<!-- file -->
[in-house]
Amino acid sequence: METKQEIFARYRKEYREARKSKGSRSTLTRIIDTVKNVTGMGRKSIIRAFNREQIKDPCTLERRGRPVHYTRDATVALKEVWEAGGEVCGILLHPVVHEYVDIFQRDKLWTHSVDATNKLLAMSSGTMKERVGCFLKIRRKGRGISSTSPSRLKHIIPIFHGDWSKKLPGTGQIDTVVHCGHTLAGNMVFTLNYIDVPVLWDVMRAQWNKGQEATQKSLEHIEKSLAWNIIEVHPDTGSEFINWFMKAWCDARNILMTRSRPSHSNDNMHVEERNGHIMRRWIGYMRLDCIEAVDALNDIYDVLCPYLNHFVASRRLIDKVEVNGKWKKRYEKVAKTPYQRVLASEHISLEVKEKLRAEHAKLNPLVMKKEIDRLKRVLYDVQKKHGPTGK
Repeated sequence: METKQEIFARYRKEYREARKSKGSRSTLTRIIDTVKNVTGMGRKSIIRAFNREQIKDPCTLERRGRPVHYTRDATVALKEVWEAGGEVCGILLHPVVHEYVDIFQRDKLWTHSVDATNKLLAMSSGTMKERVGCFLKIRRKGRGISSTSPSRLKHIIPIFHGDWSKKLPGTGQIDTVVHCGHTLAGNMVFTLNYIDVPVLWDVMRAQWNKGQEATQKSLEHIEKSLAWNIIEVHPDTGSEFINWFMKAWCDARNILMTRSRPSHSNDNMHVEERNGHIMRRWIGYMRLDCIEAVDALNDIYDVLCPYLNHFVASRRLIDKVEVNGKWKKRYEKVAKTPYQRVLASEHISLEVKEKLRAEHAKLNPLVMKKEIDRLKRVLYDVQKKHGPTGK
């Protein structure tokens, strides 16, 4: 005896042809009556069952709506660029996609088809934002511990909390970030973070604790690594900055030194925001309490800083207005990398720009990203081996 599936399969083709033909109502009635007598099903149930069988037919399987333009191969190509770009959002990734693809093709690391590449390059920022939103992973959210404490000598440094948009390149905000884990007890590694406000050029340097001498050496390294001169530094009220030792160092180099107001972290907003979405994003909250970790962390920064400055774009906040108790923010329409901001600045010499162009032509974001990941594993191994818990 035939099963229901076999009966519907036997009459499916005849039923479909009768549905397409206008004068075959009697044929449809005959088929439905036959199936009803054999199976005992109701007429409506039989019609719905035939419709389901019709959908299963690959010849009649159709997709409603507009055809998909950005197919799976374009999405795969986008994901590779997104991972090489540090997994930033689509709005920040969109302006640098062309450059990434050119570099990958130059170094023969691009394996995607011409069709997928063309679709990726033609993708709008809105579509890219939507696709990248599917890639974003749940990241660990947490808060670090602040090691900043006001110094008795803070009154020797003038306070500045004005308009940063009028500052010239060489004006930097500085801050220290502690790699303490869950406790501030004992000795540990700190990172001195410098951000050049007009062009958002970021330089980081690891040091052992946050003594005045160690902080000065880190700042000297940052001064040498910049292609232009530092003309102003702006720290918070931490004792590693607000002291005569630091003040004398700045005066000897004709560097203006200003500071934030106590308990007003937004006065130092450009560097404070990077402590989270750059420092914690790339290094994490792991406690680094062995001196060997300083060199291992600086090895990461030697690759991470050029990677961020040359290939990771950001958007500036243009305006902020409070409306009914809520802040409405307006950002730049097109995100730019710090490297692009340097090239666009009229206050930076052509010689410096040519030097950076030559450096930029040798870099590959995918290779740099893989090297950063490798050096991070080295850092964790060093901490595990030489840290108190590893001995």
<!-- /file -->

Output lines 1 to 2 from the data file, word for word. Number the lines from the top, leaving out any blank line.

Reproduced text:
[in-house]
Amino acid sequence: METKQEIFARYRKEYREARKSKGSRSTLTRIIDTVKNVTGMGRKSIIRAFNREQIKDPCTLERRGRPVHYTRDATVALKEVWEAGGEVCGILLHPVVHEYVDIFQRDKLWTHSVDATNKLLAMSSGTMKERVGCFLKIRRKGRGISSTSPSRLKHIIPIFHGDWSKKLPGTGQIDTVVHCGHTLAGNMVFTLNYIDVPVLWDVMRAQWNKGQEATQKSLEHIEKSLAWNIIEVHPDTGSEFINWFMKAWCDARNILMTRSRPSHSNDNMHVEERNGHIMRRWIGYMRLDCIEAVDALNDIYDVLCPYLNHFVASRRLIDKVEVNGKWKKRYEKVAKTPYQRVLASEHISLEVKEKLRAEHAKLNPLVMKKEIDRLKRVLYDVQKKHGPTGK